Making Goat Milk Cuajada Cheese

Quick, simple, fresh cheeses are often easy to make and flavorful. They don’t require the special starters or conditions the aged cheese do. Along with fresh milk ricotta, feta and mozzarella, goat milk Cuajada cheese is an easy cheese.

Cuajada uses fresh milk and rennet. It is not real fussy about setting temperature.

The standard equipment of stainless steel pot, whisk, colander, spatula and thermometer is needed. The cheese is lightly pressed which can be done by hand in the colander or by using a small cheese press. My press was a PVC tube, wood follower and metal weights, five pounds worth.

goat milk cuajada cheese
Cuajada cheese is crumbly. It does not melt well as the curds were not reheated. It crumbles into Greek salad giving a less salty cheese addition. It also works in scrambled eggs.

Goat milk Cuajada cheese is very bland. It is perfect for adding flavoring to. I use a little canning salt along with minced onions and garlic chives. When I planned to make spaghetti, I used an herb mix of tarragon, basil, oregano and parsley with the salt. A couple of people I knew added jalapeno peppers.

I experimented with raisins and cinnamon. This had to be eaten immediately or it would spoil.

Making Cuajada

I bring in fresh goat milk and strain it directly into the pot. If this isn’t enough, I add some from the previous milking out of the refrigerator. My preferred amount was one and a half to two gallons of milk.

Check the temperature. It needs to me somewhere from eighty-four to eighty-eight degrees. Ninety is pushing it. Under these lets it set up too slowly.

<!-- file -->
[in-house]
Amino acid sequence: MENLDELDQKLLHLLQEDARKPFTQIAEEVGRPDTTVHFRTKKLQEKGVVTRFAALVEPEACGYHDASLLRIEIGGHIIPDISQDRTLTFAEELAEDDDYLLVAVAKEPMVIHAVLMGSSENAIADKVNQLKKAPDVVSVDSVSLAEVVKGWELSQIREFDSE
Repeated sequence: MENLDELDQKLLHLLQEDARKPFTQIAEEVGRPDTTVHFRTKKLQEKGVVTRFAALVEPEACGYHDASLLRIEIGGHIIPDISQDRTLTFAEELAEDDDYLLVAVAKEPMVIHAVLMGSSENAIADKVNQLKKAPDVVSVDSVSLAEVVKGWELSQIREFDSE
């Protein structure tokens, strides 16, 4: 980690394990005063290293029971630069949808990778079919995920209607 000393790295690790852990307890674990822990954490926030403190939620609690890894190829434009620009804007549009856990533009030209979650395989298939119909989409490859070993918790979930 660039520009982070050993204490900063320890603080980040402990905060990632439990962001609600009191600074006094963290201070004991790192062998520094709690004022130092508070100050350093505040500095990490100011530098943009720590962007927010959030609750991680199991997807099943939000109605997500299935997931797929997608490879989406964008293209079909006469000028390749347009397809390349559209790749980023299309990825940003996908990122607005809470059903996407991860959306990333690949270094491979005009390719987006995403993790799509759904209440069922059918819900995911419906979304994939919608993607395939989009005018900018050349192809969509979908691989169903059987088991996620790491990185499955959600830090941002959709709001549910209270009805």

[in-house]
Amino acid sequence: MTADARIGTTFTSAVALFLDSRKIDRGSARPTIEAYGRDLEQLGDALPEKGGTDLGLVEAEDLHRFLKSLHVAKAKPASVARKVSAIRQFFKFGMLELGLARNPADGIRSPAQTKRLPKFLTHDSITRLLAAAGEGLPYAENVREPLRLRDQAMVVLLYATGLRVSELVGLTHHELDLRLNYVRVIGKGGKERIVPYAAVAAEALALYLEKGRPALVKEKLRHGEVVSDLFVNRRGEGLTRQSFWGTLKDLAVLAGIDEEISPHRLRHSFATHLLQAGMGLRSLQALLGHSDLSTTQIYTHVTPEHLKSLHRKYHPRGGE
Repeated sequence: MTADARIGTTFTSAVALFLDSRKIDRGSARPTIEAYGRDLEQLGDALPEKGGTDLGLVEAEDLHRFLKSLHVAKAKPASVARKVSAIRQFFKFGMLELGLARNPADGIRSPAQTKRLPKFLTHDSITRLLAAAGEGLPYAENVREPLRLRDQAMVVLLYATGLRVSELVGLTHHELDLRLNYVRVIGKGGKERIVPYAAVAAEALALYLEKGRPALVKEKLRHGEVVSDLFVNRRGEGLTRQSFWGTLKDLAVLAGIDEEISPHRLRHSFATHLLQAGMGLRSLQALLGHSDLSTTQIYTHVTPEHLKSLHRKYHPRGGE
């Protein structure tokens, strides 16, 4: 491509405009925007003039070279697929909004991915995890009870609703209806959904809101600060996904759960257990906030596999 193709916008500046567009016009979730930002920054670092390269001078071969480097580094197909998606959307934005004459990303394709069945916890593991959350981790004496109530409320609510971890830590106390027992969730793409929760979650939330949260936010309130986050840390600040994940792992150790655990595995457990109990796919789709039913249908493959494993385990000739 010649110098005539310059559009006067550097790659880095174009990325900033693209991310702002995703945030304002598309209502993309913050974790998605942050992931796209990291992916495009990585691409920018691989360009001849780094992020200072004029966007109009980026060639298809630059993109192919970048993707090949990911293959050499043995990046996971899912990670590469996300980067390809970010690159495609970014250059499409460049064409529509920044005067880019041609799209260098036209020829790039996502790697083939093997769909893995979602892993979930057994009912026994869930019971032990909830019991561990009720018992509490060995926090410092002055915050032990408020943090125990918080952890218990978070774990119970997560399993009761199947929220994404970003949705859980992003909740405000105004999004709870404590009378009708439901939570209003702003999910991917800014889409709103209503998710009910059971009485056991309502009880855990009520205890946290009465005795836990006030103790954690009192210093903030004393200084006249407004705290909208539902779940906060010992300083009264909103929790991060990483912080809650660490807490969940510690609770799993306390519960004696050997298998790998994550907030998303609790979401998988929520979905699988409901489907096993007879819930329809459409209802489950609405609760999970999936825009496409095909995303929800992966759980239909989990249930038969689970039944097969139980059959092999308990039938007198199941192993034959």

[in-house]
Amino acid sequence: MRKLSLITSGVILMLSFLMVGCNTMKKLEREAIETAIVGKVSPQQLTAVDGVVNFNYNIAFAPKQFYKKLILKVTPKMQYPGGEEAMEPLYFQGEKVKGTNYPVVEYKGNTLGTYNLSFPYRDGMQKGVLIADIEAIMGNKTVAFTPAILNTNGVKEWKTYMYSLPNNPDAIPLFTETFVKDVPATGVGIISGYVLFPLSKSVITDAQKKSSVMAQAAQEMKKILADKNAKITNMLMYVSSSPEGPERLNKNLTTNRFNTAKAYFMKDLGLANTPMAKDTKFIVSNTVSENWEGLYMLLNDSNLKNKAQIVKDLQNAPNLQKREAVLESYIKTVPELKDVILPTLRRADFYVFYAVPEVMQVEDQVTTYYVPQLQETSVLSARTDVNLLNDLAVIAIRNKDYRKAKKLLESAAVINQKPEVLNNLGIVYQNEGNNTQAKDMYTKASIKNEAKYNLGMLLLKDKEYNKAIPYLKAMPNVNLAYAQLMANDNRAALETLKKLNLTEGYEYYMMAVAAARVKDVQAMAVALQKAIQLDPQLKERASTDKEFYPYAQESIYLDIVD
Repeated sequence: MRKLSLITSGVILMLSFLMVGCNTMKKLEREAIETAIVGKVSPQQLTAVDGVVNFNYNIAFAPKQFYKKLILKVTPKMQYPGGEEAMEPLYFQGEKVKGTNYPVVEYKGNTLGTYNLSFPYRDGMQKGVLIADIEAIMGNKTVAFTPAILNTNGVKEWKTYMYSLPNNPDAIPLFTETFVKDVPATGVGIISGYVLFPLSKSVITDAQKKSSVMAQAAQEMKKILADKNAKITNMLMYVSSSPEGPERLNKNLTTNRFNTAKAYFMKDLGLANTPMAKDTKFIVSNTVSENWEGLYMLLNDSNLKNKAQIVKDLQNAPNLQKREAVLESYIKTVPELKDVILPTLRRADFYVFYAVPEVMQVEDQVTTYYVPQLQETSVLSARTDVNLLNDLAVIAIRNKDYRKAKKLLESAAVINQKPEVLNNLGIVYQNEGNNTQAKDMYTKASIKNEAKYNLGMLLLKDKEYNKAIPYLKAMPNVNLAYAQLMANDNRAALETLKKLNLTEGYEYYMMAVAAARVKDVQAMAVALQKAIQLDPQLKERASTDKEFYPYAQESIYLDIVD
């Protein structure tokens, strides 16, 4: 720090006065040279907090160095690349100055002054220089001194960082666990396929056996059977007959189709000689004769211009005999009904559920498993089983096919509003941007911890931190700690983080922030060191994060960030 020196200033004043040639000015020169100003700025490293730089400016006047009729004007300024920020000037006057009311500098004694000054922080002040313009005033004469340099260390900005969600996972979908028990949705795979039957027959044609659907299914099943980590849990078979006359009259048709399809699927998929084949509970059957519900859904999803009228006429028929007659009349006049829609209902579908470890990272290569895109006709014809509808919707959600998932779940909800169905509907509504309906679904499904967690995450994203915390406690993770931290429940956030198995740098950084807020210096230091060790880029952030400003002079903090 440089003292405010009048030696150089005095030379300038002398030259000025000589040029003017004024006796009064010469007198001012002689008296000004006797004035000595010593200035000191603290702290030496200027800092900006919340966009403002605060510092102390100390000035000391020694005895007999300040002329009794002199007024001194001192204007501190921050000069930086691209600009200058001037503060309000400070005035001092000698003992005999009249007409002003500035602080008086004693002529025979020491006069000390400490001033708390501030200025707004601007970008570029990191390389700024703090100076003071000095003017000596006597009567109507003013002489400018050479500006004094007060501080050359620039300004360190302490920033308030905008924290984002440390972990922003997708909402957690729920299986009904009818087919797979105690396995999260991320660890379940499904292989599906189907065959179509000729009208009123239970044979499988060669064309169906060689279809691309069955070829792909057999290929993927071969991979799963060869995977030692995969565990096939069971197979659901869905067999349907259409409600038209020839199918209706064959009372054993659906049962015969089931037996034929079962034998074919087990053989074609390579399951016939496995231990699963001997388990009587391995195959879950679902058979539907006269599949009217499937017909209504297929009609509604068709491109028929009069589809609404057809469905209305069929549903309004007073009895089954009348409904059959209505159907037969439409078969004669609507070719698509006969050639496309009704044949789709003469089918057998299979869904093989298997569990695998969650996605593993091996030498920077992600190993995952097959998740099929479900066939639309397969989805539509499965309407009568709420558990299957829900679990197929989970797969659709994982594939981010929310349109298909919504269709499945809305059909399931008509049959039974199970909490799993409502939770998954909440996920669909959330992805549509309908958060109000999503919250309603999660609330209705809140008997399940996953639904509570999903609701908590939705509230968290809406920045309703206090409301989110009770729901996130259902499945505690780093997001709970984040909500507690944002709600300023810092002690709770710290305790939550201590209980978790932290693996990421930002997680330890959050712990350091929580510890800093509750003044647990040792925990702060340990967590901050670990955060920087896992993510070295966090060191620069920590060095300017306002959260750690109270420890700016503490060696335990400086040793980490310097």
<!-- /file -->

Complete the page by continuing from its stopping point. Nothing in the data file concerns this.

When the milk is within the temperature range, either by heating or cooling, stir in the rennet to set it up in half an hour. Put the lid on and spend some time getting your preferred flavorings together.

Once the curd is set, cut the curd and let it rest five minutes. Set the colander up in the sink or on a bowl to catch the whey.

goat milk cuajada cheese curds
After rolling the goat milk cuajada cheese curds around in the colander, the free whey disappears. The curd block will break open to release more. I usually stop at this point and press the curd to get out a little more before dumping the curds into a bowl to add the flavorings.

Gently stir the curds for five to ten minutes. Pour the curds and whey into the colander. You may have to stir the curds to make room for all of them.

Drain the whey out of the curds. I do this by rolling the colander in my hands so the curds move releasing the whey. You can set the colander on the bowl and let it drain, although this takes some time and contamination can occur. You cannot refrigerate the curds at this point.

Turn the curds into a bowl. Add salt to taste. This is tricky as a little salt goes a long way. I use about half a teaspoon.

garlic chives and onions to add to goat milk cuajada cheese
Although cuajada cheese can be salted and eaten that way, it is a bland cheese begging for things to be added. Minced garlic chives and onions are my favorite. Add plenty.

Add your flavorings and mix them into the cheese curds. You can use a spoon. I generally use my hands.

Dump the mixture into the press or back into the colander and press out all the whey possible. The goat milk Cuajada cheese should now be a solid chunk.

Put it in a container and refrigerate.

Using Cuajada

Use this cheese in any recipe calling for goat cheese.

The cheese can be sliced. It’s great on a sandwich with fresh garden tomato.

Crumbling the cheese into tomato salad is delicious. Or crumble the herbal mix into spaghetti.

Goat milk Cuajada cheese makes a good snacking cheese too.